in the Court of Appeals 1 December 2016.
by Defendant from judgment entered 14 January 2016 by Judge
Thomas H. Lock in Lee County Superior Court No. 14CRS050710.
Attorney General Joshua H. Stein, by Assistant Attorney
General Caroline Farmer, for the State.
Appellate Defender Glenn Gerding, by Assistant Appellate
Defender John F. Carella, for the Defendant.
Michael Varner ("Defendant") was convicted of
misdemeanor child abuse for inflicting physical injuries on
his son with a paddle. Defendant appeals, contending that the
trial court erred by failing to give a requested jury
instruction concerning a parent's right to discipline his
or her child. We reverse.
evidence presented at trial tended to show as follows:
Defendant and his ten-year old son were having pizza for
dinner at the kitchen table with other family members.
Defendant's son, who was a "picky eater, "
refused to eat the pizza, telling Defendant that pizza made
him gag. Defendant left the table, briefly sat down in the
living room, and then retrieved a paddle. Defendant returned
to the kitchen table with the paddle, stood next to his son,
who was still seated at the kitchen table, and counted down
from three. After completing his countdown, Defendant struck
his son's left thigh three times with the paddle.
Defendant also struck his son's foot as his son pulled
his leg up in an attempt to block the blows. Defendant's
son then took a bite of the pizza.
next morning, Defendant's son had bruising on his thigh,
from his knee to his waist. For several days thereafter,
Defendant's son was in pain from the punishment, walking
with a slight limp and unable to participate in gym class at
school. After several days, the pain and bruising subsided.
later, the State obtained an indictment, charging Defendant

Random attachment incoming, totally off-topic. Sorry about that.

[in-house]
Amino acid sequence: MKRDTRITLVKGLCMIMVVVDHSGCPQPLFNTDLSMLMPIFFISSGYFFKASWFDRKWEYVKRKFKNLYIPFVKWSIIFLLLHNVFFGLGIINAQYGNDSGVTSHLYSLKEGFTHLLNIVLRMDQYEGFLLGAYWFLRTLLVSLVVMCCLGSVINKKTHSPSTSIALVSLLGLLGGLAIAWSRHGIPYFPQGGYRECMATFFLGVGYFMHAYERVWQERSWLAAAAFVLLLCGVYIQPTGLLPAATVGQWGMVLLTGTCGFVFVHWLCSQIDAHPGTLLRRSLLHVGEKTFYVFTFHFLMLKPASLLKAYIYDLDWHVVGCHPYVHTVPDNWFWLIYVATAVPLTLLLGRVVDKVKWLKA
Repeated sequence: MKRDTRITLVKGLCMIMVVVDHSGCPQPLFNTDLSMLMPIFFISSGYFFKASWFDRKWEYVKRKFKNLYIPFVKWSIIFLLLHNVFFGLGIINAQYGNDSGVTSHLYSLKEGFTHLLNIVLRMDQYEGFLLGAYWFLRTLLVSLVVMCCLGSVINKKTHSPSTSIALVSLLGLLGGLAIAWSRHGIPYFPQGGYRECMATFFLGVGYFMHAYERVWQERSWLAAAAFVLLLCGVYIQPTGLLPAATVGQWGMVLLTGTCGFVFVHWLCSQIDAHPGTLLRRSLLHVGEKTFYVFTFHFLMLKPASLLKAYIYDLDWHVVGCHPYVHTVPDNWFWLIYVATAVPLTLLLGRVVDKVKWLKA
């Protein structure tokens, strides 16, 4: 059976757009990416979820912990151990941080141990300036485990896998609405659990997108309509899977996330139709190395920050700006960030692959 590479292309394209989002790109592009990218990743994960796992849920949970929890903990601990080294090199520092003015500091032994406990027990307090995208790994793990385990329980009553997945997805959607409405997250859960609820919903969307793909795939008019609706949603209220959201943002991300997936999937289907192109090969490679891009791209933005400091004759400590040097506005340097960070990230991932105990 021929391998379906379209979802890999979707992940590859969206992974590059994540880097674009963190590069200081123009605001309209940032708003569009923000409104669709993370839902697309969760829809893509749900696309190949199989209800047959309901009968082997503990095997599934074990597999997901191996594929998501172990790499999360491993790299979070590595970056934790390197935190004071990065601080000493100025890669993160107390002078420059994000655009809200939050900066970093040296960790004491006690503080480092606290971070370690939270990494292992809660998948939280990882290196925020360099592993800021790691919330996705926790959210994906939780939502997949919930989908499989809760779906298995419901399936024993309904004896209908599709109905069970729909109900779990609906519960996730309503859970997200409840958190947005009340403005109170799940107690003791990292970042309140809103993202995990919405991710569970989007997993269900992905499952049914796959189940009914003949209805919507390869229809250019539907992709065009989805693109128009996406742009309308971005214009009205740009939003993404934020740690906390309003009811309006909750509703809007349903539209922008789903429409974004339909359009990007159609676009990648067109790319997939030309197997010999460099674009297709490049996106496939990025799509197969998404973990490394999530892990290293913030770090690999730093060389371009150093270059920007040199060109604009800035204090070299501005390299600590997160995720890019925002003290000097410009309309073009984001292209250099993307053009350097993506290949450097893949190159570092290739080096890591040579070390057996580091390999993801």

with felony child abuse.
Procedural Background - Jury Instructions
to the case being sent to the jury, the parties and the trial
judge held a charge conference to discuss the jury
instructions. During the charge conference, the trial judge
indicated to the parties that he was planning to include an
instruction to advise the jury that it could not convict
Defendant if it determined that his son's physical
injuries were inflicted as a result of Defendant's
"moderate punishment to correct [his] child."
Neither party objected to this instruction.
trial judge, however, further indicated that he would give an
instruction defining "moderate punishment" as
"punishment that does not cause lasting
injury." The State objected to this definition,
contending that "moderate punishment" should not be
limited to that which produced lasting injuries. The trial
judge agreed with the State and, over Defendant's
objection, struck this definition. In the end, the trial
judge left "moderate punishment" undefined, leaving
it to the jury to determine whether the punishment inflicted
by Defendant on his son was moderate "according to the
facts and circumstances of the particular case and in the
exercise of [their] reason and common sense."
jury acquitted Defendant of felony child abuse but found him
guilty of the lesser-included offense of misdemeanor